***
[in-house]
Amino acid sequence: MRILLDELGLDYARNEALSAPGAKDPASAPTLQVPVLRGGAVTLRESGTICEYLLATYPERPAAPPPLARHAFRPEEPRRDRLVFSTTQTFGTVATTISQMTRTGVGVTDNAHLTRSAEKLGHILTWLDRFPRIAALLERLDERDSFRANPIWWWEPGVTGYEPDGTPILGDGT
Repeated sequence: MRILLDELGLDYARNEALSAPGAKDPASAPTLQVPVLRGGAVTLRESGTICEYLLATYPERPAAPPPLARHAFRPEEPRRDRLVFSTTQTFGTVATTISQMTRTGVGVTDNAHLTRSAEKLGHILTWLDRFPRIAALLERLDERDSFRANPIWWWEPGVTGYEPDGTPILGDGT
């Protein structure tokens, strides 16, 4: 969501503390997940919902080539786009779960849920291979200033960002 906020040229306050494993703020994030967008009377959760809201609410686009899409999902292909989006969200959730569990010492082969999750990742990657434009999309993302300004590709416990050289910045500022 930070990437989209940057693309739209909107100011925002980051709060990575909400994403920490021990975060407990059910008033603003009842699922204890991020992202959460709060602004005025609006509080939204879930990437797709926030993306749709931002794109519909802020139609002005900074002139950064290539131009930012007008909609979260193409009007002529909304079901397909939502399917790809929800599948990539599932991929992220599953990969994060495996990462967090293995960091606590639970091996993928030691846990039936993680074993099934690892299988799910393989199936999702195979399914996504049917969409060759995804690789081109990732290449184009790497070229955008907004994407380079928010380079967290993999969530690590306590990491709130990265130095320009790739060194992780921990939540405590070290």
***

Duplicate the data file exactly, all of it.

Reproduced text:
[in-house]
Amino acid sequence: MRILLDELGLDYARNEALSAPGAKDPASAPTLQVPVLRGGAVTLRESGTICEYLLATYPERPAAPPPLARHAFRPEEPRRDRLVFSTTQTFGTVATTISQMTRTGVGVTDNAHLTRSAEKLGHILTWLDRFPRIAALLERLDERDSFRANPIWWWEPGVTGYEPDGTPILGDGT
Repeated sequence: MRILLDELGLDYARNEALSAPGAKDPASAPTLQVPVLRGGAVTLRESGTICEYLLATYPERPAAPPPLARHAFRPEEPRRDRLVFSTTQTFGTVATTISQMTRTGVGVTDNAHLTRSAEKLGHILTWLDRFPRIAALLERLDERDSFRANPIWWWEPGVTGYEPDGTPILGDGT
């Protein structure tokens, strides 16, 4: 969501503390997940919902080539786009779960849920291979200033960002 906020040229306050494993703020994030967008009377959760809201609410686009899409999902292909989006969200959730569990010492082969999750990742990657434009999309993302300004590709416990050289910045500022 930070990437989209940057693309739209909107100011925002980051709060990575909400994403920490021990975060407990059910008033603003009842699922204890991020992202959460709060602004005025609006509080939204879930990437797709926030993306749709931002794109519909802020139609002005900074002139950064290539131009930012007008909609979260193409009007002529909304079901397909939502399917790809929800599948990539599932991929992220599953990969994060495996990462967090293995960091606590639970091996993928030691846990039936993680074993099934690892299988799910393989199936999702195979399914996504049917969409060759995804690789081109990732290449184009790497070229955008907004994407380079928010380079967290993999969530690590306590990491709130990265130095320009790739060194992780921990939540405590070290």